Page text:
In a Revived Durham, Black Residents Ask: Is There Still Room for Us?

Posted May 1, 2018 4:03 p.m. EDT

DURHAM, N.C. — “Downtown just ain’t black enough for me,” Paul Scott wrote in The Durham Herald-Sun a couple of months ago. A minister and local newspaper columnist, Scott was echoing a sentiment voiced by many of the city’s longtime African-American residents: The city center does not feel welcoming to them anymore.

“My concern is that when you go downtown on any given evening or on a weekend, you don’t see a whole lot of black faces there,” Scott said later in an interview.

This city has seen an enormous amount of change over the past decade. Its central business district has gone from empty and lacking investment to thriving. And more development is on the way.

As a result of the growth, local officials find themselves grappling with a crisis over affordable housing. But what has been largely overlooked is the cultural displacement that can accompany rapid urban change: the sense that home is not home anymore, at least for a portion of the population.

It is not surprising that some Durham residents are feeling disoriented. In the early part of the last century, the city — once a hub for tobacco and textile industries — was nationally known for its strong businesses owned by African-Americans. It went by the moniker “Capital of the Black Middle Class,” and that group survived even as the city’s downtown experienced a population shift to the suburbs. By the 1970s, though, Durham was the poorest of the three main municipalities in the region, which includes Chapel Hill and Raleigh, and it had developed a reputation for crime.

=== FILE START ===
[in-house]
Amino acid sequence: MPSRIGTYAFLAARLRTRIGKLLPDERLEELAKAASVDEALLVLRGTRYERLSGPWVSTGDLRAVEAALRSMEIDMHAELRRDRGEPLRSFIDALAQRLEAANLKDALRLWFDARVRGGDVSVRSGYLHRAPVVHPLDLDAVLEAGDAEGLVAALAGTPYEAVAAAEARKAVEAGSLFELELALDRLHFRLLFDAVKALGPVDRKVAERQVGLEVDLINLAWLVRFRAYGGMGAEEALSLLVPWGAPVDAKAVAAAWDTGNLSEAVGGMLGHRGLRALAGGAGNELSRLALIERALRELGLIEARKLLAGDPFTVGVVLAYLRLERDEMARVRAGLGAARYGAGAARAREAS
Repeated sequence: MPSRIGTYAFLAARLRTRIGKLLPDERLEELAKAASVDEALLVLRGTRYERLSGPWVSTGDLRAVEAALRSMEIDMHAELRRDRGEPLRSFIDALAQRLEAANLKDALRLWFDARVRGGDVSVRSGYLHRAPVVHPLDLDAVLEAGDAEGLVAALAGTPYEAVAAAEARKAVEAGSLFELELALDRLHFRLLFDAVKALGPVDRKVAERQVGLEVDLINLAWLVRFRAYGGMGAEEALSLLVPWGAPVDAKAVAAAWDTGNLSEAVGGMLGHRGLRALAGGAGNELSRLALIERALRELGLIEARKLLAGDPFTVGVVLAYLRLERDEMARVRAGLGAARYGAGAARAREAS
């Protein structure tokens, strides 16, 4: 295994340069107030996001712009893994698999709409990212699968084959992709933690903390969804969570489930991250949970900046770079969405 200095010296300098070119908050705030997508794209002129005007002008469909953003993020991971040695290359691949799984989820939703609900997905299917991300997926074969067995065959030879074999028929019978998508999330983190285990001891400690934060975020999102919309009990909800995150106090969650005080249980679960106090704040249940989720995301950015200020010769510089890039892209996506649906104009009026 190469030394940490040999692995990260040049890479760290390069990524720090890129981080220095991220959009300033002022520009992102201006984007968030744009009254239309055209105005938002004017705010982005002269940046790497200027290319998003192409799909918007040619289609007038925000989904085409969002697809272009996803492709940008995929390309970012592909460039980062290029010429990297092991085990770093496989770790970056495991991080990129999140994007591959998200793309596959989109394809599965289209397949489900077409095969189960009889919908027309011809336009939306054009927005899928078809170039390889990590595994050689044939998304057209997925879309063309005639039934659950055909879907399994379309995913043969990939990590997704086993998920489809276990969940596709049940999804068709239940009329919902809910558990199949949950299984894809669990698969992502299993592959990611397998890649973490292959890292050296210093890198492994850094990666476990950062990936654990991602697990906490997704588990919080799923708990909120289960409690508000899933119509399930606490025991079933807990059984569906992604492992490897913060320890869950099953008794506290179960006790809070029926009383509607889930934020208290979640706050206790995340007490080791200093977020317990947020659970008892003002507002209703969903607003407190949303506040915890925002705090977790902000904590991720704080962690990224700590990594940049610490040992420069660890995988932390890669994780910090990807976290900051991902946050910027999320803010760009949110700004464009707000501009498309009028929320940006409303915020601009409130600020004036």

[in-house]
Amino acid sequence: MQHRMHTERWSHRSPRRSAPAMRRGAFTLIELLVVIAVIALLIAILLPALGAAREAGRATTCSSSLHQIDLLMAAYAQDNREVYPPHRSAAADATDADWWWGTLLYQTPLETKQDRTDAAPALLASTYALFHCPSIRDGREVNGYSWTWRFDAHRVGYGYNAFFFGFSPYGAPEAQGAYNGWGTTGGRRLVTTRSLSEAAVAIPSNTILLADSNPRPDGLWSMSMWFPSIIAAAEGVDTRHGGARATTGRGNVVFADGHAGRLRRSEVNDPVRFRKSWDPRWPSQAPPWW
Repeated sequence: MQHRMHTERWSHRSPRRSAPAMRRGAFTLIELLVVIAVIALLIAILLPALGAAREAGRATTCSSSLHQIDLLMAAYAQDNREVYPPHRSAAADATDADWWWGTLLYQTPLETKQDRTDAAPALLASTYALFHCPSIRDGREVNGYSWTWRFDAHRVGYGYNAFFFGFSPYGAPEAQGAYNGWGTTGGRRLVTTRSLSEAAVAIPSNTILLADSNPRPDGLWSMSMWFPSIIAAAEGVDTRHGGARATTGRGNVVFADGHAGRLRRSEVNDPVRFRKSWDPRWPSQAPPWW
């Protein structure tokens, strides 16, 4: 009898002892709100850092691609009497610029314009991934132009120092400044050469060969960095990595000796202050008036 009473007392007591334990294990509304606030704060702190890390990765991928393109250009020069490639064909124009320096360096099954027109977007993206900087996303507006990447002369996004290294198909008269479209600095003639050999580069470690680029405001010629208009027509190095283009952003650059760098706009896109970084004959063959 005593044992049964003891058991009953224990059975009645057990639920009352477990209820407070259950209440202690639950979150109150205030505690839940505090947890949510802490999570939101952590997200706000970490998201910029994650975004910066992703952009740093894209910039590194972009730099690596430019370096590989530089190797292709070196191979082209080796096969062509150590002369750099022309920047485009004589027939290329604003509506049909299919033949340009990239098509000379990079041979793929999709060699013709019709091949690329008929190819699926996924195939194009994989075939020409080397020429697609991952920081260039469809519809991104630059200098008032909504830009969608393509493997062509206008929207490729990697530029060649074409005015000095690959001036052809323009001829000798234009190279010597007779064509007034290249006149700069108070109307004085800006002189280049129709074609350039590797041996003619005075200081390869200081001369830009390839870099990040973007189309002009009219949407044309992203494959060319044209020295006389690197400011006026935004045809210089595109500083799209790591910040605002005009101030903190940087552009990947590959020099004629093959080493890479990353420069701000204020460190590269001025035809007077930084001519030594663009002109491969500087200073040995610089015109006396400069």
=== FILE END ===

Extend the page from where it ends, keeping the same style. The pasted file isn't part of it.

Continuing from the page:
But public-private investments jump-started some growth a few years ago, just in time for the growing interest in urban living. Artists, professionals and young families began flocking to Durham, attracted to its low housing prices and downtown infrastructure. A big part of the appeal, too, was the city’s racial diversity; blacks and whites each make up about 40 percent of the population.

Since then, however, housing prices have skyrocketed. Investors are renovating homes in low-income neighborhoods near the center of town and selling them for several times what they initially paid. Tobacco warehouses and textile mills have become upscale condominium and office buildings.

Now, Durham is on the cusp of major new development. One of the biggest is One City Center, an $88 million project by Austin Lawrence Partners, a real estate development firm based in Aspen, Colorado. The building will rise 27 stories above downtown and offer retail space, offices and high-end residences.

And there are many others, including the Durham Innovation District, a $100 million project by Longfellow Real Estate Partners, a developer based in Boston. The project consists of 350,000 square feet of office and laboratory space, with ground-floor retail, in two seven-story buildings; one has already been leased to the Duke Clinical Research Institute. The buildings are almost complete, and eventually the project will also include a tower devoted to lab space, bringing the development to 900,000 square feet.

Northwood Ravin, a developer based in North Carolina, is building two projects just south of downtown: the Van Alen, an $80 million, 12-story building that will hold roughly 400 residential units, and 555 Mangum, an 11-story, 240,000-square-foot office tower with ground-floor retail.

In total, the projects will bring more than 1.2 million square feet of office space, 1,500 residential units and 100,000 square feet of retail space to Durham.